Message from the Dalai Lama

“The Bön tradition is commonly associated with the kingdom of Zhang Zhung, which existed around Mount Kailash and the region to the west of Tibet until the time of the seventh century Tibetan King, Songtsen Gampo. We Tibetans regard Bön as the ancient, indigenous religious and cultural tradition of our ancestors, which is the source and embodiment of many aspects of the Tibetan way of life. With the advent of Buddhism in the Land of Snows, most Tibetans became Buddhists. Nevertheless, Bön remained and has experienced periods of growth and revival since the eleventh century, so that prior to the Chinese occupation it was practiced in many parts of the country.

“The Bön tradition has bequeathed the present generation a strong legacy of education and training in philosophy, monastic discipline, ritual and meditation. It encourages a combination of literary study, vibrant debate and personal reflection.

“Bön monasteries, their monks and lamas suffered no less than their Buddhist counterparts from the turmoil that followed the Chinese takeover of Tibet. A handful of dedicated teachers have been responsible for preserving and passing on the Bönpo spiritual and cultural transmission.

“Here in exile in India, the Bönpo community has established a settlement at Dolanji in the hills around Solan in Himachal Pradesh, where they have made efforts to preserve the Bönpo way of life. Similar to the four Tibetan Buddhist traditions, the Bönpo community elects representatives to the Assembly of Tibetan People’s Deputies.

“The focus of the settlement is Tashi Menri Ling Monastery, where young monks receive complete traditional training. In addition to classes in grammar, medicine, astrology and poetry, they are also provided with a modern education. I have seen for myself that the students are provided good facilities for study and that the monks are well disciplined. I therefore welcome any assistance that may be extended to the monastery.”

—His Holiness the 14th Dalai Lama

A Short Historical Outline of Bon Religion

The Origin of Bon
The Bonpos maintain that Bon originated in the land of Olmo Lungring, situated to the west of Tibet and covering one third of the existing world. It is described as an eight-petalled lotus under the sky, which appears like an eight-spoked wheel. In the center rises the Mount Yungdrung Gutseg, the Pyramid of Nine Swastikas(the swastika is the symbol of permanence, the nine stacked swastikas represent the Nine Ways of Bon). From the base of Mount Yungdrung Gutseg spring four rivers flowing outward towards the four cardinal directions. The mountain is surrounded by temples, cities and gardens. To the south is the palace where Lord Tonpa Shenrab Miwo (founder of Yungdrung Bon Religion) was born, to the west and north are the palaces where his 360 wives and children resided. This description of Olmo Lungring shows the supra-mundane origin of the Bon religion, leading scholars to speculate about the real geographical location it migh correspond to. Some see it as a description of Mount Kailash (Mt. Tise) and the four great rivers that spring from its base (China being the land to the east, India to the south, Orgyan to the west and Khotan to the north). For others, it resembles the geographu of the Middle East and Persia at the time of Cyrus the Great. Symbolic descriptions, which combine history, geography and mythology, are common in ancient scriptures (for example in the Buddhism, the Universe, Mount Meru supporting the sky and the four chief continents, and earth as the Southern Continent, Jambudvipa).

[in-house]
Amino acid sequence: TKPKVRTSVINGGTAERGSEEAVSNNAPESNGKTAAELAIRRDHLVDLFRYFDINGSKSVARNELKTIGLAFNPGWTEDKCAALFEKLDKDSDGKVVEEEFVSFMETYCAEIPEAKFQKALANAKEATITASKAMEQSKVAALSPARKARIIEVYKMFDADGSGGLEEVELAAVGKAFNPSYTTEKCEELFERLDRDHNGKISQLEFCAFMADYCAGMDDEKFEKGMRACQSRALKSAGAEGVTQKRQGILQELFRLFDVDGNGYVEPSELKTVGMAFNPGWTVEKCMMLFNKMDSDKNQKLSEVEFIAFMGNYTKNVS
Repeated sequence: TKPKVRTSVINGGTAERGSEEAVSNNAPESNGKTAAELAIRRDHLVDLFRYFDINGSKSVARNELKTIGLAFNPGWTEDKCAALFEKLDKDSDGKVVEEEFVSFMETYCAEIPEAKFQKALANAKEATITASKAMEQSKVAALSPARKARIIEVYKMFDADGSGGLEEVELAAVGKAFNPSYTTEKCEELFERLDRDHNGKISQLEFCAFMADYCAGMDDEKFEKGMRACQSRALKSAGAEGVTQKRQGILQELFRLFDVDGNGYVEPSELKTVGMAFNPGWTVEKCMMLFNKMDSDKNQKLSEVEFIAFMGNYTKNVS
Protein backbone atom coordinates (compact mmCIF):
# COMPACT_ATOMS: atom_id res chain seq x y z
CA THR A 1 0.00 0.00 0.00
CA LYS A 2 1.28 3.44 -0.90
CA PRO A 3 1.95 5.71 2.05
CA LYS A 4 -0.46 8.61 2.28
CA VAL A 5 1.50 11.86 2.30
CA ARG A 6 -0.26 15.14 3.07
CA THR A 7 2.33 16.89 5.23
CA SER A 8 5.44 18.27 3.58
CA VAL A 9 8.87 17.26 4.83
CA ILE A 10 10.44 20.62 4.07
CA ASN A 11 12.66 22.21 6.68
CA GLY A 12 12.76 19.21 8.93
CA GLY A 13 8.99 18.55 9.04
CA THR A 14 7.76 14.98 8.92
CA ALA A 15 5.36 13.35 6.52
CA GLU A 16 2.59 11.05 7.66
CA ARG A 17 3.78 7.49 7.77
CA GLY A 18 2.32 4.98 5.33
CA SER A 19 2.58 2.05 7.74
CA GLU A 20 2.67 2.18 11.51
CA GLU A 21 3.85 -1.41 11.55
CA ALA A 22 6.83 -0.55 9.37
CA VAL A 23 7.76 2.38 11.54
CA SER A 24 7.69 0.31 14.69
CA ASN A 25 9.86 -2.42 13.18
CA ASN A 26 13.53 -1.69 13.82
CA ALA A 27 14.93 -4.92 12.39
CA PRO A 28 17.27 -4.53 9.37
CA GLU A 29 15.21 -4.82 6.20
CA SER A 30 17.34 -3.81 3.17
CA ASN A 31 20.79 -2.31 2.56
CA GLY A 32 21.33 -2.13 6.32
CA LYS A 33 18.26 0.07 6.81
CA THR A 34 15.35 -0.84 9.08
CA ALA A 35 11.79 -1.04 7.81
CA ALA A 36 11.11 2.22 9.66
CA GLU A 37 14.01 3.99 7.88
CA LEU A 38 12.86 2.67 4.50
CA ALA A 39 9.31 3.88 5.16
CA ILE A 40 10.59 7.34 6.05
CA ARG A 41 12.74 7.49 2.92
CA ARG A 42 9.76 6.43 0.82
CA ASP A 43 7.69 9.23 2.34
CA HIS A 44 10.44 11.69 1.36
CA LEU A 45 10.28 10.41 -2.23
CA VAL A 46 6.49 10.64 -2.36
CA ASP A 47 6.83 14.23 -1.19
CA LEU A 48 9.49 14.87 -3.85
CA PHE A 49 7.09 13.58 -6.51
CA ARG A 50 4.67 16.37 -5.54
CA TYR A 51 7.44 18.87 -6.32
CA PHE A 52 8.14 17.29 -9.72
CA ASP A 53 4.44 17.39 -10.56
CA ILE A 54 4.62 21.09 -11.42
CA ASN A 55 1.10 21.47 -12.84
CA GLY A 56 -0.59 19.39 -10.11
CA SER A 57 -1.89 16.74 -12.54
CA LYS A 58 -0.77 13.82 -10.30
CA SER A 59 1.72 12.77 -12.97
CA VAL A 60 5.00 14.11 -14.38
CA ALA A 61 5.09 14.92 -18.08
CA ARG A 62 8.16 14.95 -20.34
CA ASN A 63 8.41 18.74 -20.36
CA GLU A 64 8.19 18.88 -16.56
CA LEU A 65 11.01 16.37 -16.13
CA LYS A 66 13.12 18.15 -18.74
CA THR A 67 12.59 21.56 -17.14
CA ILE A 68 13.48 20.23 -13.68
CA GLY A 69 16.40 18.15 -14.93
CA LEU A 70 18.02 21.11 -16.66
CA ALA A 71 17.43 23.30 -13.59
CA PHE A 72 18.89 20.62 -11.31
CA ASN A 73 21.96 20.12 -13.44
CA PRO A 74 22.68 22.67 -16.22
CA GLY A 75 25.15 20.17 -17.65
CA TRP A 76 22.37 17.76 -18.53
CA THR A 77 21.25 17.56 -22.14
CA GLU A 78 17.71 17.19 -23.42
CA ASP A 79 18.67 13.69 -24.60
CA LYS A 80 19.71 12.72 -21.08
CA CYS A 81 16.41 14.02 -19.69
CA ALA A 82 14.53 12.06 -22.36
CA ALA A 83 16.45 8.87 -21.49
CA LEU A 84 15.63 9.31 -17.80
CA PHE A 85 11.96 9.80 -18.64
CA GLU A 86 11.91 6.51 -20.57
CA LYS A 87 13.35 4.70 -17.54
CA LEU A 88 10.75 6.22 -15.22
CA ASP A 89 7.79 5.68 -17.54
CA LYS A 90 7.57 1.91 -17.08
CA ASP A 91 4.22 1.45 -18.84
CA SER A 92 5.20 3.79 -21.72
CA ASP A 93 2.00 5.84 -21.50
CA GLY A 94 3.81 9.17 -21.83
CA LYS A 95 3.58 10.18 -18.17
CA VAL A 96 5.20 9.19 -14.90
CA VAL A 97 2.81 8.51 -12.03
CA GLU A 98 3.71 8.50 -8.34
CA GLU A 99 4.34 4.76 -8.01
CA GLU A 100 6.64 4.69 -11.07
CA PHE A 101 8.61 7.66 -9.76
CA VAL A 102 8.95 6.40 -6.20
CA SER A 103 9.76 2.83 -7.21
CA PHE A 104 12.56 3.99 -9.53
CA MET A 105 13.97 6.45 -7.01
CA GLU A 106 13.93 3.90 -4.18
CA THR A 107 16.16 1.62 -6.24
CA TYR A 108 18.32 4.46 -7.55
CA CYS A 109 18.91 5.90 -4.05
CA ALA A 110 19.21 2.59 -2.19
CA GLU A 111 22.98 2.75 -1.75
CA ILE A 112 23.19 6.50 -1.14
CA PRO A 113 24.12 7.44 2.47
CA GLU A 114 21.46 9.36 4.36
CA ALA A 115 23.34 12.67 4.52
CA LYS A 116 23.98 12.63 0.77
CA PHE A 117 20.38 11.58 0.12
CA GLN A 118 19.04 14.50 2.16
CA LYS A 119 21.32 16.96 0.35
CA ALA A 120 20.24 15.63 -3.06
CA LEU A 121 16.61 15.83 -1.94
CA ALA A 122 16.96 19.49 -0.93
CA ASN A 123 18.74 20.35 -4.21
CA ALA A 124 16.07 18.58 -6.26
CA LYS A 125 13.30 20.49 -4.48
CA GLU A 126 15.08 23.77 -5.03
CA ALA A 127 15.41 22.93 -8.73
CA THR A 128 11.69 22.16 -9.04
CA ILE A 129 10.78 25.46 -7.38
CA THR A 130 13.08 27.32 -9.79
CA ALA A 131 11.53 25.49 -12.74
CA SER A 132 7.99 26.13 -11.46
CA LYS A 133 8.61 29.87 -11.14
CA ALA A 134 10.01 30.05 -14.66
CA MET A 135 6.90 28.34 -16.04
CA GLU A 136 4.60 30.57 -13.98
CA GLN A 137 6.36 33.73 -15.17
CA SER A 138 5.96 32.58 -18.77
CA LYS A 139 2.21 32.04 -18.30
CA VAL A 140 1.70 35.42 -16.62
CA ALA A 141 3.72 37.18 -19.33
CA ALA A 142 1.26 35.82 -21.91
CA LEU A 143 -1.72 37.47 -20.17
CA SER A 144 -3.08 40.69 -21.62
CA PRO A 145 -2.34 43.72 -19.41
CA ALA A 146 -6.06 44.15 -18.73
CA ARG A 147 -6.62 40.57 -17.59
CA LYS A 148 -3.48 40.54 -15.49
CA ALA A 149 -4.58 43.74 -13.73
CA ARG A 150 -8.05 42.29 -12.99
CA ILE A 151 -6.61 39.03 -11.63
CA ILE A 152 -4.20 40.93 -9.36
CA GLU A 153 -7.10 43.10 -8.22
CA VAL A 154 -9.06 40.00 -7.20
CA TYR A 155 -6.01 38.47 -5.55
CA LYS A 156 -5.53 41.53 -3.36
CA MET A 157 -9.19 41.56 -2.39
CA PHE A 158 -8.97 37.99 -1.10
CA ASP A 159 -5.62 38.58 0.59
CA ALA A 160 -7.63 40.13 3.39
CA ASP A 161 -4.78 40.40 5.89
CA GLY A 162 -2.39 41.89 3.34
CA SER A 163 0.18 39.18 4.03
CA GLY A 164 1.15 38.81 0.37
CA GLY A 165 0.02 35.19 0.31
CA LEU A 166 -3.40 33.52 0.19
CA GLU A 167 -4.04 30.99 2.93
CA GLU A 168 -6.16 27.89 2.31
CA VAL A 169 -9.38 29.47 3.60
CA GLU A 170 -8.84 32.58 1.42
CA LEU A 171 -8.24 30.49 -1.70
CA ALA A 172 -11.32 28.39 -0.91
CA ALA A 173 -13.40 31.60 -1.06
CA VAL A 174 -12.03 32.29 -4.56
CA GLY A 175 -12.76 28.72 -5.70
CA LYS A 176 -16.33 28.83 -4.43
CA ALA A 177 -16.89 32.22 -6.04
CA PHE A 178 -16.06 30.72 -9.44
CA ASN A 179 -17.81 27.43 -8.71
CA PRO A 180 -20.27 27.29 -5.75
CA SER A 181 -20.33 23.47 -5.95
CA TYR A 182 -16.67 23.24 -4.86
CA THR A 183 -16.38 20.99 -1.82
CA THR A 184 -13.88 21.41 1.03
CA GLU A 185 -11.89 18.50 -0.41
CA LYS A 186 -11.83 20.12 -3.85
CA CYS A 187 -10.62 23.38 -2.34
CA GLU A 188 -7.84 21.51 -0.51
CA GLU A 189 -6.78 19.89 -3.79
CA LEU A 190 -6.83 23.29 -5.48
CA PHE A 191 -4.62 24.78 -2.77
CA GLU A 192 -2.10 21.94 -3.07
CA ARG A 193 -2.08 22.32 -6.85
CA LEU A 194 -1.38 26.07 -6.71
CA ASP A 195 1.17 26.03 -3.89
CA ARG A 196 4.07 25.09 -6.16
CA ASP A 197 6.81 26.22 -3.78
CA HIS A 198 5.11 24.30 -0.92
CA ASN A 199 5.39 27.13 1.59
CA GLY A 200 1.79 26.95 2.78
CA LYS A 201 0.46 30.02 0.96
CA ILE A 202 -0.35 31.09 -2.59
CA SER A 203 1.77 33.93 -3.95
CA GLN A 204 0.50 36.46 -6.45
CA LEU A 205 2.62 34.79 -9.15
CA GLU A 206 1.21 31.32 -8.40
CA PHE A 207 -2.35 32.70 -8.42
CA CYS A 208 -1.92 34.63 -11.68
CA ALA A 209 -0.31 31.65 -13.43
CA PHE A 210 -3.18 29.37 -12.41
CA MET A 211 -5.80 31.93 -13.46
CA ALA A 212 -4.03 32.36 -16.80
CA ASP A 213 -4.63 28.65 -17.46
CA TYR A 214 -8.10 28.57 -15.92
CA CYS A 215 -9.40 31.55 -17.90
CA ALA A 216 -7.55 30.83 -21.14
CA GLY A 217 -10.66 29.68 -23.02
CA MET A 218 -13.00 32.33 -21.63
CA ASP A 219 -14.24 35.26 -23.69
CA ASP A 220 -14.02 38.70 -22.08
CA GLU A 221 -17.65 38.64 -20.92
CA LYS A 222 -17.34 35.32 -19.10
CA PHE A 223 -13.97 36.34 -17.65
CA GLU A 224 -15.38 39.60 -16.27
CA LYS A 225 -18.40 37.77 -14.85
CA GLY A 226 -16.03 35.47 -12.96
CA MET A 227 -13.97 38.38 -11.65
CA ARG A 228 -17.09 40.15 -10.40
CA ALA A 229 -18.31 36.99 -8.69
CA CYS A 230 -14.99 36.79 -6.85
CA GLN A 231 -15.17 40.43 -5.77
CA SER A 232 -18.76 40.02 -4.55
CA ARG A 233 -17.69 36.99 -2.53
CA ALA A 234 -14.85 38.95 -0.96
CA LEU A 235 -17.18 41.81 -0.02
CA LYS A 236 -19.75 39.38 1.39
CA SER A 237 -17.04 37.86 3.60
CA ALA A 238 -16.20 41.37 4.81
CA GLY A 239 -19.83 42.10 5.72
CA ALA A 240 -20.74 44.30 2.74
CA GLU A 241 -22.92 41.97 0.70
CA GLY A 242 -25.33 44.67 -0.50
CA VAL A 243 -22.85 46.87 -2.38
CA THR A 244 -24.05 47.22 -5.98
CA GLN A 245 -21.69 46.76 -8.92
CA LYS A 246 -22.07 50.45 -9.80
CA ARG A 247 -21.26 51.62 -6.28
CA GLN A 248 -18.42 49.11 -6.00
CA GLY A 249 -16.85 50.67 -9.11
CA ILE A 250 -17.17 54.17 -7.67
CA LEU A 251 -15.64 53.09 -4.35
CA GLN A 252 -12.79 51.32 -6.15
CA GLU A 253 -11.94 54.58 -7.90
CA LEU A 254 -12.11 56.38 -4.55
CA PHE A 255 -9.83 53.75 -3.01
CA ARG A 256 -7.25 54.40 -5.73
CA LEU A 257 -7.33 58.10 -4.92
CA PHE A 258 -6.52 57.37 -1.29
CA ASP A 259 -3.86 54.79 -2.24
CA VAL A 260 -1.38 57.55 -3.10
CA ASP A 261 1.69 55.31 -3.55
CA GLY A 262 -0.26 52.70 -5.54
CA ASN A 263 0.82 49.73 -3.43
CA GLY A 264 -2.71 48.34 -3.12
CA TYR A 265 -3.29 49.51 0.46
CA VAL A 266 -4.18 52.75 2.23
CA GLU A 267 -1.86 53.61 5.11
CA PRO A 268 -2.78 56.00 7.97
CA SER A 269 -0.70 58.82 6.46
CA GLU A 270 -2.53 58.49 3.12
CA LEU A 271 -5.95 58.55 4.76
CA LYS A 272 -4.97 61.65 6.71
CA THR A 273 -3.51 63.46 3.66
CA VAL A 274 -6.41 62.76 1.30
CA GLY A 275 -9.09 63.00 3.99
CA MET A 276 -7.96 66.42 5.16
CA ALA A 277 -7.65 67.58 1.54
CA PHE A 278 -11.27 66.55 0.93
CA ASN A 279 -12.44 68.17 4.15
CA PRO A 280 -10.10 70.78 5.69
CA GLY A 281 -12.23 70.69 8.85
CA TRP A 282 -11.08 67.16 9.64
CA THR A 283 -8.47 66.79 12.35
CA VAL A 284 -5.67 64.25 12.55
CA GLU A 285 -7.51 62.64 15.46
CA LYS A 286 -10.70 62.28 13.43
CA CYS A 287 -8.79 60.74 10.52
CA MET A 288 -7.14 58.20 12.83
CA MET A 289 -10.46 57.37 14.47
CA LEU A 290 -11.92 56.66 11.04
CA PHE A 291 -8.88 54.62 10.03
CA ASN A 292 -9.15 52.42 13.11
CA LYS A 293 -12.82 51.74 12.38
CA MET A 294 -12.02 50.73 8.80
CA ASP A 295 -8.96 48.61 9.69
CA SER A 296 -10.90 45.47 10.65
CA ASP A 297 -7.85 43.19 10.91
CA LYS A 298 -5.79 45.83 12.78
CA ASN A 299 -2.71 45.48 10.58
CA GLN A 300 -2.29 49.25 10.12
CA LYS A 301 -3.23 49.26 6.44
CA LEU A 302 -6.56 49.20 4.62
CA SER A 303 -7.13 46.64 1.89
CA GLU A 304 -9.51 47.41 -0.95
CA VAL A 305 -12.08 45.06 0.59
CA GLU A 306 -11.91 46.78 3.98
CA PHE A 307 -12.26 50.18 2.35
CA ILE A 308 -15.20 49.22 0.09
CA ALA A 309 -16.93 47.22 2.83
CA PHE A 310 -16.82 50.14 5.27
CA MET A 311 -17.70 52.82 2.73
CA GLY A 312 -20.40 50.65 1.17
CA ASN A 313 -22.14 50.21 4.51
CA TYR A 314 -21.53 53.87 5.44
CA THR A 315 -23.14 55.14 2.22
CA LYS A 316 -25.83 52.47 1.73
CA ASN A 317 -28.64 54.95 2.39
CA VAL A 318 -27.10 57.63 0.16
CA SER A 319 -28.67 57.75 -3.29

The Founder and his Teachings

In a distant past age, there were three brothers, Dagpa, Salba and Shepa, who studied the Bon Doctrines in heaven under the Bon sage Bumtri Logi Chechen. They completed their studies and they visited the God of Compassion, Shenlha Okar to ask him how they could best help the living beings submerged in the misery and suffering. He advised them to guide the humans and all the sentient beings, in the three ages of the world. Accordingly, the eldest brother Dagpa completed his task in the past age; Salba (who took the name Shenrab) is the guide of the present age and the youngest brother Shepa will come to guide in the next world age. The founder of Bon religion is Lortd Tonpa Shenrab Miwo. He was a prince, born in the palace Barpo Sogye. He got married while young and had children. At the age of 31 he renounced the worldly life and started to live in austerity, teaching the Bon doctrine. Throughout his life his efforts to propagate the Bon religion were obstructed by the demon Khyaba Lagring, until he eventually converted him as his disciple. Once pursuing this demon to rerieve his stolen horses, Tonpa Shenrab arrived in Tibet. It was his only visit there; he imparted some instructions concerning rituals but found the people were unprepared to receive higher teachings. Before leaving he prophesied that his doctine would flourish in Tibet when the right time would come. In 8020 BC, Lord Tonpa Shenrab Miwo departed this world at the age of 81 Shen years.
There are different written accounts of the life of Tonpa Shenrab: ‘Dhodu (10th Century), Zermik (11th Century) and Ziji revealed to Loden Nyingpo in the 14th century in the way known as “Spiritual Transmission”. His teachings can be classified into two systems: “The Four Portals and the Treasury as the Fifth (Gozhi Zonga)” or “The Bon of the Nine Successive Stages (Thegpa Rimgui Bon)”. As well as the formulated path of the monastic training, there are special methods to achieve the highest level of spirtitual perfection. The highest are those of Dzogchen (the Great Perfection), forming three different systems of meditation: A-tri (Akhrid), Nyengyud (Oral Transmission) and Dzogchen.